A. Identical or Confusingly Similar
Complainant has provided evidence that it owns trademarks registrations for the mark SWISS RE and that the name of one its subsidiaries is Swiss Reinsurance Company Ltd. The disputed domain name fully incorporates Complainant’s SWISS RE mark and is identical to the name of Complainant’s subsidiary Swiss Reinsurance Company Ltd. As the mark is recognizable in the disputed domain name, the Panel concludes that Complainant has satisfied the requirements of paragraph 4(a)(i) of the Policy. See section 1.7 of the WIPO Overview 3.0.
B. Rights or Legitimate Interests
Under paragraph 4(a)(ii) of the Policy, the complainant must make at least a prima facie showing that the respondent possesses no rights or legitimate interests in a disputed domain name. Malayan Banking Berhad v. Beauty, Success & Truth International, WIPO Case No. D2008-1393. Once the complainant makes such a prima facie showing, the burden of production shifts to the respondent, though the burden of proof always remains on the complainant. If the respondent fails to come forward with evidence showing rights or legitimate interests, the complainant will have sustained its burden under the second element of the UDRP.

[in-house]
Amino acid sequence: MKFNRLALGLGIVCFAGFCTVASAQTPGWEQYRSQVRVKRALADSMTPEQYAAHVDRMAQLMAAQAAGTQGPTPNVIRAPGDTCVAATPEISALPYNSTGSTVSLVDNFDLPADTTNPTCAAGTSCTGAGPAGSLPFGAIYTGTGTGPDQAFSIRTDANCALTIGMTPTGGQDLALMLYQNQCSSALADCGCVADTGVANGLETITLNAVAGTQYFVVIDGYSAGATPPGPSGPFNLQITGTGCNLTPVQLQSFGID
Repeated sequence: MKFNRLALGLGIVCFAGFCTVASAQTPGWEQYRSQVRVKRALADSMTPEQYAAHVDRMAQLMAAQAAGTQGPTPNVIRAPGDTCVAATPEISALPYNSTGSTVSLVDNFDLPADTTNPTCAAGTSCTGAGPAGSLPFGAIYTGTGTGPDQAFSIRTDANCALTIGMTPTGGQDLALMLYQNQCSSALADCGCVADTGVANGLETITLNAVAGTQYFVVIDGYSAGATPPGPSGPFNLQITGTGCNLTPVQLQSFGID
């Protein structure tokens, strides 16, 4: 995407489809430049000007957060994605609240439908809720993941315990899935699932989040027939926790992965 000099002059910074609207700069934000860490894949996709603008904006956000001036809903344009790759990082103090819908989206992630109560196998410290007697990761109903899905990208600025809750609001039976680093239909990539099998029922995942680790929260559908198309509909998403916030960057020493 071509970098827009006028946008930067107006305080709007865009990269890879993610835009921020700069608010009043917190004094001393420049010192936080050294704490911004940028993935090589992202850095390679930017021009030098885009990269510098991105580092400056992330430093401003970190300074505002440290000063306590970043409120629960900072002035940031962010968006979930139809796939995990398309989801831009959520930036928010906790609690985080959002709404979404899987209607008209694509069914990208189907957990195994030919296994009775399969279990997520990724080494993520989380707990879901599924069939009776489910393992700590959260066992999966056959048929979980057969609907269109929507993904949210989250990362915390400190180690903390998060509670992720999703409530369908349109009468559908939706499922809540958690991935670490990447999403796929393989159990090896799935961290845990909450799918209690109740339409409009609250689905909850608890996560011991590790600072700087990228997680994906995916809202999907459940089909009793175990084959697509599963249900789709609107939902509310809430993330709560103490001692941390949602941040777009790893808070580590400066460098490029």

Based on the evidence submitted in this proceeding, and Respondent’s failure to participate in this matter, it appears more likely than not that Respondent does not have a legitimate interest in the disputed domain name. Respondent, who is based in Nigeria, is known by the name “mikell Karo, dineroQ” and not Swiss Reinsurance Company Ltd., and has no connection to Complainant or its reinsurance services. Moreover, Respondent has made limited use of the disputed domain name since registering it in March 2020 for a static web page that appears to relate to alleged donations of bitcoins, which in and of itself appears to be for Respondent’s own benefit or a scheme that Respondent is pursuing. Notably, Respondent has not only failed to contest any of Complainant’s allegations, but has provided no explanation as to how and why Respondent registered the disputed domain name that incorporates the SWISS RE mark and which copies the exact name of Complainant’s subsidiary Swiss Reinsurance Company Ltd. Such failures when viewed in conjunction with Complainant’s rights in the SWISS RE mark and Swiss Reinsurance Company Ltd. name suggests that Respondent lacks any legitimate purpose or basis for registering the disputed domain name and has done so as an opportunistic act for the benefit or profit of Respondent.